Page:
To kill the crabgrass or not to kill?

sunfire01(z8 TX)June 11, 2010

I have a lot of crabgrass mixed into my bermuda lawn. I would say 75% bermuda and 25% crabgrass. I fertilize with soybean meal every month and give my lawn 1 inch of water every week. Also I mow at 1 inch every 3-4 days. I can deal with the crabgrass knowing it will die at the first frost but was wondering if it would be best to kill it now or just let it go? I guess I have several thoughts on this starting with keeping my lawn mowed every 3-4 days to prevent seed heads. Would mowing this often keep the seed heads from coming up and producing more crabgrass next year? I will be using CGM for a pre-emergent this fall and spring with hopes of some help. I have some crabgrass killer from garden weasel which contains cinnamon but not sure if I want to go that route. I was hoping the bermuda would choke out the crabgrass but not sure if that will ever happen. Okay so what should I do? I'm open to suggestions and ideas. Thanks guys!!!

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you bought the garden weasel? I would try it out. See how it works.

    Bookmark   June 11, 2010 at 8:58PM
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Probably easier to prevent then kill. Corn gluten meal, not corn meal, applied in the spring when the forsythias bloom. It's also good source of N.


    Bookmark   June 12, 2010 at 7:09AM
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I'll be following this thread closely as I have the same problem!

I'd really like to know how well the garden weasel works too, at 19.99 to treat 100 square feet, it should be pretty amazing!

I put corn gluten meal down in the spring this year, but I still have LOTS of very healthy crabgrass in my Bermuda (about 25%).

Does it really die at frost or just go dormant?


    Bookmark   June 12, 2010 at 8:31AM
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I've heard from the dirt doctor (howard garret) that findings are coming out that CGM are not as effective on healthy, organic soil that is biologically active. I think what it was saying that soil was so good that it broke down the CGM very quickly, thus cancelling its affect as an effective herbicide.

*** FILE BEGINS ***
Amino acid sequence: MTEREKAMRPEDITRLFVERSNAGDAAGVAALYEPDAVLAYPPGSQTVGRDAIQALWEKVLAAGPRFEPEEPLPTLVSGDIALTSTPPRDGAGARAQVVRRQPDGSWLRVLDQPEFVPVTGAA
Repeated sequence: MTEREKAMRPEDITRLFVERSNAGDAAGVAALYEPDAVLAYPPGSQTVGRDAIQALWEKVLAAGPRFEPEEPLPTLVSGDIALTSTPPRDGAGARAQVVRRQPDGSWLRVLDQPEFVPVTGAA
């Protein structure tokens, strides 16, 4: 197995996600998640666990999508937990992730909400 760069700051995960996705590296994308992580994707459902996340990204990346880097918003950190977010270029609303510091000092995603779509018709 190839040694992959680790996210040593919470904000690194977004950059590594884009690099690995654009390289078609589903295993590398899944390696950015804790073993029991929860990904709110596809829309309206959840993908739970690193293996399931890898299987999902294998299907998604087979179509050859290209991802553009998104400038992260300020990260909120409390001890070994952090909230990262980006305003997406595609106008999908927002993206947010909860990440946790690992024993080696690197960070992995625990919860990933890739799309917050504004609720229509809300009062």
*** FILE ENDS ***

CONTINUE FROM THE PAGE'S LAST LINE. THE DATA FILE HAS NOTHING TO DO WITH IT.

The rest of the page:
Bookmark   June 12, 2010 at 9:27AM
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How well Corn Gluten Meal works as a pre emergent depends on when it is applied. Many people, after applying it at the wrong time (too late in the spring, during the summer, in the fall) will tell you it does not work. If applied about 6 weeks before the "weeds" it is supposed to control start to germinate CGM works quite well, but if applied after the "weeds" start to germinate, or much longer than those 6 weeks, it will not be very effective.
If you can keep the crabgrass you now have from producing seeds you will have less (depending on how many birds fly over after eating crabgrass seeds) crabgrass next summer. Most of us have the species of crabgrass that is an annual and since it needs soils of a fairly warm temperature with the right amount of moisture to germinate working on getting your grass to grow in thick to help keep the soil cooler will help keep that from happening.

    Bookmark   June 13, 2010 at 7:42AM
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I agree with the preemergent method. Because I spread some corn gluten back in February only on my front lawn, it has significantly less crabgrass than my back yard or vegetable garden. So while it does work, like kimmsr said: timing is everything. Spreading CGM in fall will take care of some of your cool season weeds that may be waiting to germinate but if you are more concerned about crabgrass, do it just before the forsythias bloom in late winter early spring.

Oh ya, and while mowing frequently may help, from my experience, the way crabgrass grows more horizontally than vertically you are going to miss a lot of seed heads.

    Bookmark   June 13, 2010 at 9:56AM
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Oh, I put my CGM down on April 6th, some forsythia was still blooming then. I didn't realize its supposed to be put down just before it blooms...ah well, next year

    Bookmark   June 13, 2010 at 10:12PM
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